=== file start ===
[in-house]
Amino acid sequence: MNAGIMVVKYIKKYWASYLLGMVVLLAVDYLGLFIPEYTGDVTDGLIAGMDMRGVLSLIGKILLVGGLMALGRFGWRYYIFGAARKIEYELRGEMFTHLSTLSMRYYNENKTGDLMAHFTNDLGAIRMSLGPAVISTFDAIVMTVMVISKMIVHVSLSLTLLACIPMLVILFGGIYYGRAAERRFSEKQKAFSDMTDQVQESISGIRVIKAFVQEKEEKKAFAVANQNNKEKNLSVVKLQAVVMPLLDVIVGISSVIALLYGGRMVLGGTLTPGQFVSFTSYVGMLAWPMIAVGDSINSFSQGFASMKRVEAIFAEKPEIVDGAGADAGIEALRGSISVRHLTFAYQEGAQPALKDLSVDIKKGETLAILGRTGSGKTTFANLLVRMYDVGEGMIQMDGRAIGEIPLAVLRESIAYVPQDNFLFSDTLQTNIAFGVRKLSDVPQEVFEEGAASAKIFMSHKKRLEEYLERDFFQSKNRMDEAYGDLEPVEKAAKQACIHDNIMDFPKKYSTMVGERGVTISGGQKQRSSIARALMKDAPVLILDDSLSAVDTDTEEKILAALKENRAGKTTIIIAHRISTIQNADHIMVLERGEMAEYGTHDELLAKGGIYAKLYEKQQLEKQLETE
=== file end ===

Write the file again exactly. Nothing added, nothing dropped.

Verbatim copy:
[in-house]
Amino acid sequence: MNAGIMVVKYIKKYWASYLLGMVVLLAVDYLGLFIPEYTGDVTDGLIAGMDMRGVLSLIGKILLVGGLMALGRFGWRYYIFGAARKIEYELRGEMFTHLSTLSMRYYNENKTGDLMAHFTNDLGAIRMSLGPAVISTFDAIVMTVMVISKMIVHVSLSLTLLACIPMLVILFGGIYYGRAAERRFSEKQKAFSDMTDQVQESISGIRVIKAFVQEKEEKKAFAVANQNNKEKNLSVVKLQAVVMPLLDVIVGISSVIALLYGGRMVLGGTLTPGQFVSFTSYVGMLAWPMIAVGDSINSFSQGFASMKRVEAIFAEKPEIVDGAGADAGIEALRGSISVRHLTFAYQEGAQPALKDLSVDIKKGETLAILGRTGSGKTTFANLLVRMYDVGEGMIQMDGRAIGEIPLAVLRESIAYVPQDNFLFSDTLQTNIAFGVRKLSDVPQEVFEEGAASAKIFMSHKKRLEEYLERDFFQSKNRMDEAYGDLEPVEKAAKQACIHDNIMDFPKKYSTMVGERGVTISGGQKQRSSIARALMKDAPVLILDDSLSAVDTDTEEKILAALKENRAGKTTIIIAHRISTIQNADHIMVLERGEMAEYGTHDELLAKGGIYAKLYEKQQLEKQLETE